A Prominent Yet Controversial Leader, Métis-born, Louis Riel Essay

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There is always one person who is responsible for keeping everything under control. This refers to a Métis-born leader widely known as Louis Riel, who is one of the most prominent, yet one of the most controversial figures of Canada during the Red River and the North-West Rebellions. I respectfully disagree that Louis Riel is guilty of high treason, who instead should be granted clemency and not be executed. Although some people may believe this is wrong, they are oblivious of his outstanding accomplishments, such as defending the Métis rights, taking good risks and action, and shaping the province of Manitoba. Louis Riel, a daring man who possesses the qualities of a dominant leader, should be looked upon as an inspiring hero for …show more content…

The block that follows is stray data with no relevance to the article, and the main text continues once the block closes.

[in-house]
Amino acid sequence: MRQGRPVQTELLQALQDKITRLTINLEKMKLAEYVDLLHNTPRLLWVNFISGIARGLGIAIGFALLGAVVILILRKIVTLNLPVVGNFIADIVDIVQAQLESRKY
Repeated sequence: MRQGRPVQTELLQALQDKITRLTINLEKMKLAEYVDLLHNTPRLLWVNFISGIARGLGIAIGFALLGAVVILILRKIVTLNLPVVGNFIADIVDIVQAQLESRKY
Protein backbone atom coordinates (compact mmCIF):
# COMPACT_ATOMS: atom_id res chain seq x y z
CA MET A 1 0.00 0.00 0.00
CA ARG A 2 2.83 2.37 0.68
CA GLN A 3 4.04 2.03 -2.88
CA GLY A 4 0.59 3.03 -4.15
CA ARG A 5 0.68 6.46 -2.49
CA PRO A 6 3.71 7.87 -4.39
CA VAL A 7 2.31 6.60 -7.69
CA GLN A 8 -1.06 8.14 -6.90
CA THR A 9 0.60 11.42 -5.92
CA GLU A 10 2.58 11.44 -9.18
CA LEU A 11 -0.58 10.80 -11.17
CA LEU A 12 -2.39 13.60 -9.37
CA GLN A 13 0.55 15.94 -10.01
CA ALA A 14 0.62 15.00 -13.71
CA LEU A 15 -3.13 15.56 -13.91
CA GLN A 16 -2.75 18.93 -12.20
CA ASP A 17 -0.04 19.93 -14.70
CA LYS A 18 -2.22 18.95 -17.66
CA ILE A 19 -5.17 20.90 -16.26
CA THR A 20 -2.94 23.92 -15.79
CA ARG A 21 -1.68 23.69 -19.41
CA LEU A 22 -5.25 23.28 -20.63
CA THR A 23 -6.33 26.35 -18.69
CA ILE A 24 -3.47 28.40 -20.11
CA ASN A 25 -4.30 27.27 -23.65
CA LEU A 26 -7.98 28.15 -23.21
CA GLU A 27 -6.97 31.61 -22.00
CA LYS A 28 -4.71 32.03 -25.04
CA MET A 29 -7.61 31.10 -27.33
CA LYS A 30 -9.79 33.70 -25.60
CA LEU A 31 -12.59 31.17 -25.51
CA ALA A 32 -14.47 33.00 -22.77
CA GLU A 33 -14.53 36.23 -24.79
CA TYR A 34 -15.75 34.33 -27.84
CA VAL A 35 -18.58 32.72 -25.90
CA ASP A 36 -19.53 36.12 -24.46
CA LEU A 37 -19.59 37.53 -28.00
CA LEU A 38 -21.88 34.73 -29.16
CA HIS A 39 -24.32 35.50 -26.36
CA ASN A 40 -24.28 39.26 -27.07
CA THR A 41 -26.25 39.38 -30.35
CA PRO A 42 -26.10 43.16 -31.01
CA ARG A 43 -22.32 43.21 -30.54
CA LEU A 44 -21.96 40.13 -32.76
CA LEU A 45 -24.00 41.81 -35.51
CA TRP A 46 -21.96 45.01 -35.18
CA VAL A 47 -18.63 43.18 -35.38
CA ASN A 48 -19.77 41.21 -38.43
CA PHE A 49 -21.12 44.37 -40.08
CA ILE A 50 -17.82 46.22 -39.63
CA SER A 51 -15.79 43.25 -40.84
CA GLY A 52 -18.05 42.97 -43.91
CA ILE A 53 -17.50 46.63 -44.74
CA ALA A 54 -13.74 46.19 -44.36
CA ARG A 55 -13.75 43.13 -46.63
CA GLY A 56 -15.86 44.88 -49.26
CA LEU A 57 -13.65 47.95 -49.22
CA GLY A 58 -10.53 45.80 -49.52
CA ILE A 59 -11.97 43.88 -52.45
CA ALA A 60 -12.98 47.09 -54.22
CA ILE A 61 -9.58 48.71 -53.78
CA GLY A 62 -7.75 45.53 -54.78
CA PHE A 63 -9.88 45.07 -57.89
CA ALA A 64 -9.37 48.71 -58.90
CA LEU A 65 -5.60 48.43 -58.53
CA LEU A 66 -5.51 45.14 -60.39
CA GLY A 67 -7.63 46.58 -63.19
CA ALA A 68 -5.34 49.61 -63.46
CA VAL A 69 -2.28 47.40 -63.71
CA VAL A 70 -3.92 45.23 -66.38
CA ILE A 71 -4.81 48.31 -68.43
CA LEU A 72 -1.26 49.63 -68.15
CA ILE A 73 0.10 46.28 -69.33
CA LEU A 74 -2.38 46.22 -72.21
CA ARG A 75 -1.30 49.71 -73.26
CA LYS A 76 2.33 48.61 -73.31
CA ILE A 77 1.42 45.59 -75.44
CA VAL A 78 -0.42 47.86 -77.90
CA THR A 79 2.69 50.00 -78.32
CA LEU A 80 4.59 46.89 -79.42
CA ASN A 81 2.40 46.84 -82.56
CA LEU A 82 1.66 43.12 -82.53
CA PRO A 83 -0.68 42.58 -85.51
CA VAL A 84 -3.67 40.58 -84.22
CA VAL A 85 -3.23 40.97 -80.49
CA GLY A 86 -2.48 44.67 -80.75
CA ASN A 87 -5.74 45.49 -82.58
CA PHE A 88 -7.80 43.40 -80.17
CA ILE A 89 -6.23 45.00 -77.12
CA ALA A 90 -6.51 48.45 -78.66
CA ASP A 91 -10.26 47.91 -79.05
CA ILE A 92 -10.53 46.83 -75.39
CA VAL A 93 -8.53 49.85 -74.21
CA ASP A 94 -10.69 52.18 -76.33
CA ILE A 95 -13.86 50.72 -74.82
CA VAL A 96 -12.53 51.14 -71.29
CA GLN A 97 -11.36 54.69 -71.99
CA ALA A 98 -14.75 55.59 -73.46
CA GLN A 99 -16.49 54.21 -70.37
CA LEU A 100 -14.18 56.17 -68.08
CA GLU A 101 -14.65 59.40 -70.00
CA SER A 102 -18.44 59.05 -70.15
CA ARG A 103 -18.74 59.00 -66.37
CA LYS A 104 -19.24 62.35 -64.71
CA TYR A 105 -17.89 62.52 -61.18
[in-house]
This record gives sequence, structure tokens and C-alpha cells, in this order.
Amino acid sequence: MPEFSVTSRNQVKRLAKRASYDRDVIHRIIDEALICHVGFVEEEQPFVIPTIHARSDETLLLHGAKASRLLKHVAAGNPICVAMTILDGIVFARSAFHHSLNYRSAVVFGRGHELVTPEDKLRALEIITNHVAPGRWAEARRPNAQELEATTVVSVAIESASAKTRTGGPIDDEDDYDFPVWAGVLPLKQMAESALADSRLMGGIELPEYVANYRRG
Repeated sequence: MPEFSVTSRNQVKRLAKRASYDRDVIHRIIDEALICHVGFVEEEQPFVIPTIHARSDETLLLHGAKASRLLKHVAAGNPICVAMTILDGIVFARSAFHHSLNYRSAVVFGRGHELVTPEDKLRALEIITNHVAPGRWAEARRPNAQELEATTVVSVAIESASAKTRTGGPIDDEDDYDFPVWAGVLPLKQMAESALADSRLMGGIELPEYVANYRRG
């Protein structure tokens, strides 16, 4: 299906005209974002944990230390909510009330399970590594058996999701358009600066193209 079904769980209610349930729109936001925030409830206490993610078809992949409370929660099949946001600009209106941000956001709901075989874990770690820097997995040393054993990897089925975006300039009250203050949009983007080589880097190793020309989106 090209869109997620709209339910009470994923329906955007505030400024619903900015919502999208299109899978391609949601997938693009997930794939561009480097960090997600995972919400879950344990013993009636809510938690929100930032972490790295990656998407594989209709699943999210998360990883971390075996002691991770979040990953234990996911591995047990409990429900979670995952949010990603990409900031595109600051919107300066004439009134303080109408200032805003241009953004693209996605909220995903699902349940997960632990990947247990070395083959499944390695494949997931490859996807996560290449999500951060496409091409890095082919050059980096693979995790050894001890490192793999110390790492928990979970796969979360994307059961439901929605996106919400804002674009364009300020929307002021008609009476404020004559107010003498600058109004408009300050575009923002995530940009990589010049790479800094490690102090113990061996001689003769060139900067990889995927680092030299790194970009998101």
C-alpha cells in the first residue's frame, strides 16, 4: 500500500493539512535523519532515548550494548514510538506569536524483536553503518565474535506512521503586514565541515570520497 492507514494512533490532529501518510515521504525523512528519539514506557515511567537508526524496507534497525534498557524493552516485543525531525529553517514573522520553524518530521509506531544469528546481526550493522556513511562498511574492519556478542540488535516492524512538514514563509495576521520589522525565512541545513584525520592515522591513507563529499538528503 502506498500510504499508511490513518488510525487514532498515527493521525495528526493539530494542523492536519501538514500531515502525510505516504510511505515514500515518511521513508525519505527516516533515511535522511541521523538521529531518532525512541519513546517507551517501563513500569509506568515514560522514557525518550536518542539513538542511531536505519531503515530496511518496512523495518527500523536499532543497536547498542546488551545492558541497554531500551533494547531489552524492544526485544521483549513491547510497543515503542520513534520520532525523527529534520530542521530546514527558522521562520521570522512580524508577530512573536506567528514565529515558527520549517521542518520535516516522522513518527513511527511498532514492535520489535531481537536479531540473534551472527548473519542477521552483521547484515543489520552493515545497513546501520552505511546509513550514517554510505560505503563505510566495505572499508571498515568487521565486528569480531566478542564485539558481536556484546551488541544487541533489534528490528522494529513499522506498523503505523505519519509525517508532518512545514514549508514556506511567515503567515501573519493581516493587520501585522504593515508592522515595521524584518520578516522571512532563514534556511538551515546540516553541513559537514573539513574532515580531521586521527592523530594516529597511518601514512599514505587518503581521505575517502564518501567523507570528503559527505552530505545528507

As many already know, Louis led two main rebellions against the Canadian government, known as the Red River Rebellion in 1869; the time when the Métis were in the threat of losing all their land, and the Northwest Rebellion in 1885; the time when Louis and the Métis took their final stand in Saskatchewan. In addition to this, Louis Riel and his men captured and executed an aggravating English man named Thomas Scott, who was fighting against Métis rights. Tom declared, “You? A bunch of Catholic half-breeds? It would be a sunny day in hell before I’d do a thing you tell me to. What can you do to me you haven’t done already? You and your bunch of cowards don’t scare me one bit.” The continuous threats and malicious remarks had to be put to a stop, therefore leading to his execution he rightfully deserved. His bold acts of rebellion against the government were only out of passion and out of reasons to save the Métis independence. Due to these occurrences, it had established a vital point in Canada that wouldn’t have happened if he never stood up for the Métis. He formed the province of Manitoba. Without the recent rebellions and uprisings, would Manitoba be what it is today? On December 8, 1869, the Provisional government was set up by the Métis. With this already in hand, the government was able to write the Métis Bill of Rights, a list of what the Red River Colony desired to join confederation. Finally, on July 15, 1870, the

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